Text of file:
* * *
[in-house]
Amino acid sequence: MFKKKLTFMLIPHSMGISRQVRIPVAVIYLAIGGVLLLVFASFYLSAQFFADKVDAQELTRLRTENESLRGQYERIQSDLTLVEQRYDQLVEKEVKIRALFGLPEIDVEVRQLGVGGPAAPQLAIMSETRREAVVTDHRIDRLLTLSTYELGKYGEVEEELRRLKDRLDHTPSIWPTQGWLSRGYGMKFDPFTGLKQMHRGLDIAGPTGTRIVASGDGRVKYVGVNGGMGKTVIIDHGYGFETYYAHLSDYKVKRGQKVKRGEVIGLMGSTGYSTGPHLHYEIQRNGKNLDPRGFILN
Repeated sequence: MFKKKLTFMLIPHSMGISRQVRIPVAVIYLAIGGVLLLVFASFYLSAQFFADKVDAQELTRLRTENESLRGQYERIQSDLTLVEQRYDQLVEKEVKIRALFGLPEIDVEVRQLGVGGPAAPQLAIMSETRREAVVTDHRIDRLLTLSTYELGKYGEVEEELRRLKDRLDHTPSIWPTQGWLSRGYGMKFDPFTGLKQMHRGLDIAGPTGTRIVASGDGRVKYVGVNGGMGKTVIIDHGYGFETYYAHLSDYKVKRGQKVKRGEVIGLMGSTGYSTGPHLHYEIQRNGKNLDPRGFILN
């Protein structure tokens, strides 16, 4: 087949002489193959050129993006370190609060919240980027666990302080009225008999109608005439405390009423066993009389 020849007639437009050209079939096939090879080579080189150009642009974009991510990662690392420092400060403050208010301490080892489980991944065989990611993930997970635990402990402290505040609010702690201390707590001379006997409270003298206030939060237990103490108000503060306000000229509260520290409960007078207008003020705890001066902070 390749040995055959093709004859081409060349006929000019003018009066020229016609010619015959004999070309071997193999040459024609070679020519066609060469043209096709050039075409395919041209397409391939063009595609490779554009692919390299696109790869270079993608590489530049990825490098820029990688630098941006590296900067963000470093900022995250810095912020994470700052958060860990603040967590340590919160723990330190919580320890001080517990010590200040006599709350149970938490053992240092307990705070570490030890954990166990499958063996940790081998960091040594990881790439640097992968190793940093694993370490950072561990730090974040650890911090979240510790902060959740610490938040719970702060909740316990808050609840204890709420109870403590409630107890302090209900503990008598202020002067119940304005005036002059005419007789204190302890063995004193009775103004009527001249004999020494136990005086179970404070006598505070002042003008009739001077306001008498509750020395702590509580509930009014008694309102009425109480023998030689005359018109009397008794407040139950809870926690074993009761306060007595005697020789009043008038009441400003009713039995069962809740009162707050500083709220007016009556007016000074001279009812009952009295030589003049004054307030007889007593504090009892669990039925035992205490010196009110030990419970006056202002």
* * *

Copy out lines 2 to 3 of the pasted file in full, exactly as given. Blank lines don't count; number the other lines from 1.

Amino acid sequence: MFKKKLTFMLIPHSMGISRQVRIPVAVIYLAIGGVLLLVFASFYLSAQFFADKVDAQELTRLRTENESLRGQYERIQSDLTLVEQRYDQLVEKEVKIRALFGLPEIDVEVRQLGVGGPAAPQLAIMSETRREAVVTDHRIDRLLTLSTYELGKYGEVEEELRRLKDRLDHTPSIWPTQGWLSRGYGMKFDPFTGLKQMHRGLDIAGPTGTRIVASGDGRVKYVGVNGGMGKTVIIDHGYGFETYYAHLSDYKVKRGQKVKRGEVIGLMGSTGYSTGPHLHYEIQRNGKNLDPRGFILN
Repeated sequence: MFKKKLTFMLIPHSMGISRQVRIPVAVIYLAIGGVLLLVFASFYLSAQFFADKVDAQELTRLRTENESLRGQYERIQSDLTLVEQRYDQLVEKEVKIRALFGLPEIDVEVRQLGVGGPAAPQLAIMSETRREAVVTDHRIDRLLTLSTYELGKYGEVEEELRRLKDRLDHTPSIWPTQGWLSRGYGMKFDPFTGLKQMHRGLDIAGPTGTRIVASGDGRVKYVGVNGGMGKTVIIDHGYGFETYYAHLSDYKVKRGQKVKRGEVIGLMGSTGYSTGPHLHYEIQRNGKNLDPRGFILN